DETROIT -- American workers once looked to the Motor City to see their future. That's no longer the case.
This year's contract talks, under way between the United Auto Workers and the Detroit Big Three automakers, may decide the fate of the domestic auto industry. But economists and labor historians agree that UAW contract talks no longer set the nationwide agenda for the broader American work force as they once did.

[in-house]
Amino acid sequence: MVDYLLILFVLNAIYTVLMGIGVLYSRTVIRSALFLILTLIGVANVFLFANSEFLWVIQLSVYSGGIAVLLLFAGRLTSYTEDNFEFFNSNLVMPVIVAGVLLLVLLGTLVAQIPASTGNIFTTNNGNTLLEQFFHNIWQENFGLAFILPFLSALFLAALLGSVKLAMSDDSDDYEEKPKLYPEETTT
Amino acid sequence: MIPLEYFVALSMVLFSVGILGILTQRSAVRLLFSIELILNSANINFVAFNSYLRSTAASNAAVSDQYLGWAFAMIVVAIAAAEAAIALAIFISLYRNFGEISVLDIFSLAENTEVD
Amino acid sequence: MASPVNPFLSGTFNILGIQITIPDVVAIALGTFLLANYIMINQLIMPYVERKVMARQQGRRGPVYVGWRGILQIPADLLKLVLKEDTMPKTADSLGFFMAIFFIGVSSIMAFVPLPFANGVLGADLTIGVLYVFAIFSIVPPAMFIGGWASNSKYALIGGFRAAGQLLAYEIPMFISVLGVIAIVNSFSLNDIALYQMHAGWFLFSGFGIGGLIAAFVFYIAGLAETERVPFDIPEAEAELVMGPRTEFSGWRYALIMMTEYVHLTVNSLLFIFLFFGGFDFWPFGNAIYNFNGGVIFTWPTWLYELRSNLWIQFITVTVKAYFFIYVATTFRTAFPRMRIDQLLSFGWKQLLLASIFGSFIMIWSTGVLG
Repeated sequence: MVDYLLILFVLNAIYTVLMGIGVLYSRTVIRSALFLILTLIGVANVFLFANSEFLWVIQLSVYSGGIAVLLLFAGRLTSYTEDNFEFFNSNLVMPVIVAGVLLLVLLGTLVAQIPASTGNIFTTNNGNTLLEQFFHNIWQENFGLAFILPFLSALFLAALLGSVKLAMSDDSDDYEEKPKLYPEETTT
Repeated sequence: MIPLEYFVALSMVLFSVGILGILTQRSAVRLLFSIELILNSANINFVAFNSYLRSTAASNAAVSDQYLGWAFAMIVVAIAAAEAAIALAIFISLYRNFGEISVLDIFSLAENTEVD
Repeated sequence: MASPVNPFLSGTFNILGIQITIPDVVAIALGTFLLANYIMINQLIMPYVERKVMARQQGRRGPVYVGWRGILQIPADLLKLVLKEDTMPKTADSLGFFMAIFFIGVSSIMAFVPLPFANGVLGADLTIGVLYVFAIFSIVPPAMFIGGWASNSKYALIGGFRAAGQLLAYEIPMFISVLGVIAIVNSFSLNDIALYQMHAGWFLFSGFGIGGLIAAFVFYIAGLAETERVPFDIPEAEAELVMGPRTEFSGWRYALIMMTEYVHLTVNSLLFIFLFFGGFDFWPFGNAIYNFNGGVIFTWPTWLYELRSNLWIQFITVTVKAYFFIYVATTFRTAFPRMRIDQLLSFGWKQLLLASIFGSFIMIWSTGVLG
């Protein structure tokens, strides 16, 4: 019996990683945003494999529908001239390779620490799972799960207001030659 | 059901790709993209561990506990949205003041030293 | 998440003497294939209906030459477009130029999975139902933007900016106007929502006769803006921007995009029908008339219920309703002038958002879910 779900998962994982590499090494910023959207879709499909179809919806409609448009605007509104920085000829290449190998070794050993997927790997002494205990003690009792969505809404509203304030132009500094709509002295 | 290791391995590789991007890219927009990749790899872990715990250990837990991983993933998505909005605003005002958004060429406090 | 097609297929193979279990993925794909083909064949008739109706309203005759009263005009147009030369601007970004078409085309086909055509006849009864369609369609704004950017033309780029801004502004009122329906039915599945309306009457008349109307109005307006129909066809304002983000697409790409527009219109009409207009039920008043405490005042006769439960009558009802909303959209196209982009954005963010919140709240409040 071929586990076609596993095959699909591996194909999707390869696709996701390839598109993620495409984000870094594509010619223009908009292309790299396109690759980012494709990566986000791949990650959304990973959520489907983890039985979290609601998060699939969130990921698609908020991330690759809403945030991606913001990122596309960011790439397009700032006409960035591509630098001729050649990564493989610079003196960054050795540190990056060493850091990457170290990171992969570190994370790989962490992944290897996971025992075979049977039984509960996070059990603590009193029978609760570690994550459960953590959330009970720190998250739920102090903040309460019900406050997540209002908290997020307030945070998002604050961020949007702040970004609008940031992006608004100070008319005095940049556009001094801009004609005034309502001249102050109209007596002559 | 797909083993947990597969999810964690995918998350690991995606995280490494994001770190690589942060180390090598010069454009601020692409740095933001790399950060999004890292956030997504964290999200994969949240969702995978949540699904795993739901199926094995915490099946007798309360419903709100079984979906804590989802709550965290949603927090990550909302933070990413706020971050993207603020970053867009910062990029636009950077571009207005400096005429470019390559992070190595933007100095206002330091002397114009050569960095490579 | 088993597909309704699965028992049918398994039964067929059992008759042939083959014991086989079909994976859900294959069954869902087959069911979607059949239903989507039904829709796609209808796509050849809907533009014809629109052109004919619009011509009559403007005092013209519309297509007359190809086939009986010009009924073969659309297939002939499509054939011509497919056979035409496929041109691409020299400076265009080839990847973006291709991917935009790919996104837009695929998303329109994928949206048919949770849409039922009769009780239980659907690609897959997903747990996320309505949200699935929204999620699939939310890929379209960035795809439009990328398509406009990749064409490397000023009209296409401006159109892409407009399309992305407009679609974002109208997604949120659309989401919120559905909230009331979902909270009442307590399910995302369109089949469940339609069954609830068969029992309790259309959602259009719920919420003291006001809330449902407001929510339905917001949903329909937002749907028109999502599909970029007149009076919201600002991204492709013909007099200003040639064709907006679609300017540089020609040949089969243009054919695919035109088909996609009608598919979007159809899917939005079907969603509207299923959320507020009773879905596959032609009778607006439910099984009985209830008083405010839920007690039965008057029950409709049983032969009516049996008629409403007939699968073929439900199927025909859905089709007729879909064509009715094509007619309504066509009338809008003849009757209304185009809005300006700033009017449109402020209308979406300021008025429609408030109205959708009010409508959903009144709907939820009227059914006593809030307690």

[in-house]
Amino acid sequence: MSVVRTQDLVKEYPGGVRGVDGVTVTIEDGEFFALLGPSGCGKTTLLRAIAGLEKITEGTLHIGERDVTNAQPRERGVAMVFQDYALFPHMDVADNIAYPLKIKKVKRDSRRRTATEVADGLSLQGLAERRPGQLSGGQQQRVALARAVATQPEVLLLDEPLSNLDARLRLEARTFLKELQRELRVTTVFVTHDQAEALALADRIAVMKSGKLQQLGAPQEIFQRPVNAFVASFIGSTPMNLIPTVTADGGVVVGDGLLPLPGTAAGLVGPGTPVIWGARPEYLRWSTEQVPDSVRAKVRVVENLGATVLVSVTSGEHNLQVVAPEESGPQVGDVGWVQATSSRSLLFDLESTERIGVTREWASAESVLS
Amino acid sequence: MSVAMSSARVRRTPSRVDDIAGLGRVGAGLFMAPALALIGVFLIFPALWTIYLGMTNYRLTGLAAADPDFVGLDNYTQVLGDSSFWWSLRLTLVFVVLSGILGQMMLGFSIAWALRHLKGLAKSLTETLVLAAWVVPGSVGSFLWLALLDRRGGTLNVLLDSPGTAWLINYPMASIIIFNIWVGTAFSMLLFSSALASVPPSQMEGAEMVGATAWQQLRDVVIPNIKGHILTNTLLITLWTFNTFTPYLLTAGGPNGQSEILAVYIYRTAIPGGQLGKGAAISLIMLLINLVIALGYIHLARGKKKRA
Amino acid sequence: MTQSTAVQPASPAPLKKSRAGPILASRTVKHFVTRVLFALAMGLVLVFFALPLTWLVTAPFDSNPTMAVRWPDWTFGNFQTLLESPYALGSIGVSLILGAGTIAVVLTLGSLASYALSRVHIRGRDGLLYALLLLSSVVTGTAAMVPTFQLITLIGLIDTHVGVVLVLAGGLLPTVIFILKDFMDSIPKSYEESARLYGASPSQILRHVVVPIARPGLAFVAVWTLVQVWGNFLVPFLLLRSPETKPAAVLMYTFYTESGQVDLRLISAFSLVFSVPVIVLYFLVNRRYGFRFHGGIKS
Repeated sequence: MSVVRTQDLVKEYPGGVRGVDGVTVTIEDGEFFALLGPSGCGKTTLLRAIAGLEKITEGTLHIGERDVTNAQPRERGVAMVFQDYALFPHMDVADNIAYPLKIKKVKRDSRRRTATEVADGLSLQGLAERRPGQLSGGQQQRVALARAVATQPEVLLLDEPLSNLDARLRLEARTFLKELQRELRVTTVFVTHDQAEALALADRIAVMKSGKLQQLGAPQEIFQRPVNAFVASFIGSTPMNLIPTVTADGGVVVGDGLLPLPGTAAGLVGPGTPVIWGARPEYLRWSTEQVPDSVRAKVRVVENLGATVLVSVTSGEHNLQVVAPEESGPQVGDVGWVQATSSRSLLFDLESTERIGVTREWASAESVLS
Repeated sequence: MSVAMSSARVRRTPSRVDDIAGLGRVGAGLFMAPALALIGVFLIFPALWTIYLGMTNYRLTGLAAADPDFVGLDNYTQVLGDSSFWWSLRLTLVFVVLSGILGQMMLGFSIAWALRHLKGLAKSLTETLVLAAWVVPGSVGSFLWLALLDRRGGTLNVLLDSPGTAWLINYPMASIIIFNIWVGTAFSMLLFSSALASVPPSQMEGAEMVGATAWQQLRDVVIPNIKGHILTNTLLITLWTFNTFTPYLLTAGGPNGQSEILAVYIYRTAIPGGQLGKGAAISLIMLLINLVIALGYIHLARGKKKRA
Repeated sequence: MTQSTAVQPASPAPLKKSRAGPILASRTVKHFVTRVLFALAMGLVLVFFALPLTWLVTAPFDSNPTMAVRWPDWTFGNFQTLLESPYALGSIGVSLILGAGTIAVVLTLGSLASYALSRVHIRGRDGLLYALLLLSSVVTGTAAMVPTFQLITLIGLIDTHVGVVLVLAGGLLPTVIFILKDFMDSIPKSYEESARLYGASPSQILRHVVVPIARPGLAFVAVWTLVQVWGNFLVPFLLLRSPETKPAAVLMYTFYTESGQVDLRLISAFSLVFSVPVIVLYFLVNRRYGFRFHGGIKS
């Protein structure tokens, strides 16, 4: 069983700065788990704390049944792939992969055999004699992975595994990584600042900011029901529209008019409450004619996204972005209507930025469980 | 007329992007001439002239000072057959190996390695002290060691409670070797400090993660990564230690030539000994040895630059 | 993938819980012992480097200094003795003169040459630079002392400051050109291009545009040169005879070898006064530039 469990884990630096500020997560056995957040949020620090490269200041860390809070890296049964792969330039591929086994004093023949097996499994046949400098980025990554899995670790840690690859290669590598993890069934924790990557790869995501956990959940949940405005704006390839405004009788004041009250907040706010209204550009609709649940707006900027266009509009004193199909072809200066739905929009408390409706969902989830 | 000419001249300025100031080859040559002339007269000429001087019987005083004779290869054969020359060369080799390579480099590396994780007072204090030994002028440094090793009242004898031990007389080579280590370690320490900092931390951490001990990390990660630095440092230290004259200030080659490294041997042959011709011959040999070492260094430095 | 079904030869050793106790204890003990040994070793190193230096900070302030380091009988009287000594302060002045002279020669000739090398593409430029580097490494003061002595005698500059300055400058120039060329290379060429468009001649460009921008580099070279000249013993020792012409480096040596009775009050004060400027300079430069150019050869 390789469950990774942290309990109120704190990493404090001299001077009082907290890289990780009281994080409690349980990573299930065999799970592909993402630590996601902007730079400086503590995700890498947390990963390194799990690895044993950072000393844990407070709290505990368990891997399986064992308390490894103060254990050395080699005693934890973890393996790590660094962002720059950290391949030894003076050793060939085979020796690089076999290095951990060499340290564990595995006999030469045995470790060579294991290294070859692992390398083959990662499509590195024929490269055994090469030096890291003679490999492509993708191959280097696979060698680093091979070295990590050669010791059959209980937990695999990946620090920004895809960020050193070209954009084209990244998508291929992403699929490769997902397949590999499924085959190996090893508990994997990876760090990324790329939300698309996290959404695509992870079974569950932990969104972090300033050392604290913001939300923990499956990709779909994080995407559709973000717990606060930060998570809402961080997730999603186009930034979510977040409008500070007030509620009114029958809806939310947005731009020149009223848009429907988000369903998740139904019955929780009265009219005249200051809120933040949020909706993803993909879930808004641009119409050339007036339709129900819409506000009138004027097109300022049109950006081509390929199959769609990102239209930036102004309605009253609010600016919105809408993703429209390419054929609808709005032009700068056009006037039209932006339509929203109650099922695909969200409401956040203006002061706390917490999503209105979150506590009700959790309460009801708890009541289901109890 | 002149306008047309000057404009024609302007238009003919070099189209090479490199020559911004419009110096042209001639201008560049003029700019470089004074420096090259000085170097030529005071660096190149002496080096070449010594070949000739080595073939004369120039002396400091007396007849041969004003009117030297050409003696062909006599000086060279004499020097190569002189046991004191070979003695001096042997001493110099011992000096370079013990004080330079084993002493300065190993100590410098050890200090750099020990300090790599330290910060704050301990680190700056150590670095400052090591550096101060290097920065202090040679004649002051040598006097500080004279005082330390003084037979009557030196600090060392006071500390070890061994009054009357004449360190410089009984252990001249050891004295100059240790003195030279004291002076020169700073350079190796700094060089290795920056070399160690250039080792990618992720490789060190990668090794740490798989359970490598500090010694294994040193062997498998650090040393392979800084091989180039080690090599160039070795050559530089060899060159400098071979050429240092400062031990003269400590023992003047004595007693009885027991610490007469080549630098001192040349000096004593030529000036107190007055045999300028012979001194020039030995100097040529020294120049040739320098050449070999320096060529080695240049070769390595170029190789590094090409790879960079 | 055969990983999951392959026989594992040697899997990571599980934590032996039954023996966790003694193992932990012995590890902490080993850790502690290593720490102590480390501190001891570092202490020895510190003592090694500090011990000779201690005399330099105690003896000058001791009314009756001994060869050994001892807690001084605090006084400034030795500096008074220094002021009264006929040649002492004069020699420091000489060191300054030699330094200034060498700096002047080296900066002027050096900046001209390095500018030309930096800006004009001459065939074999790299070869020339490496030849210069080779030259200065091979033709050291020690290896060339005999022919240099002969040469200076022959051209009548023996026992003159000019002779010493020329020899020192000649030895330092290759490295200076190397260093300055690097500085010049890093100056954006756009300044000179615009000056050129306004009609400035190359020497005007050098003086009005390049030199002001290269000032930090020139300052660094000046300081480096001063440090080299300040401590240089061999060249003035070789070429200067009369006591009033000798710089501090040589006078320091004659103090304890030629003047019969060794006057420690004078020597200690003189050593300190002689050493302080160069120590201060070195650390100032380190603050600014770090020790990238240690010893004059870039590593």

Paul Fuller, 44, of Temperance, Mich., a nearly 20-year veteran of Ford Motor Co.'s Flat Rock assembly plant, said the public needs to realize that good pensions and benefits don't come automatically but must be earned through hard bargaining.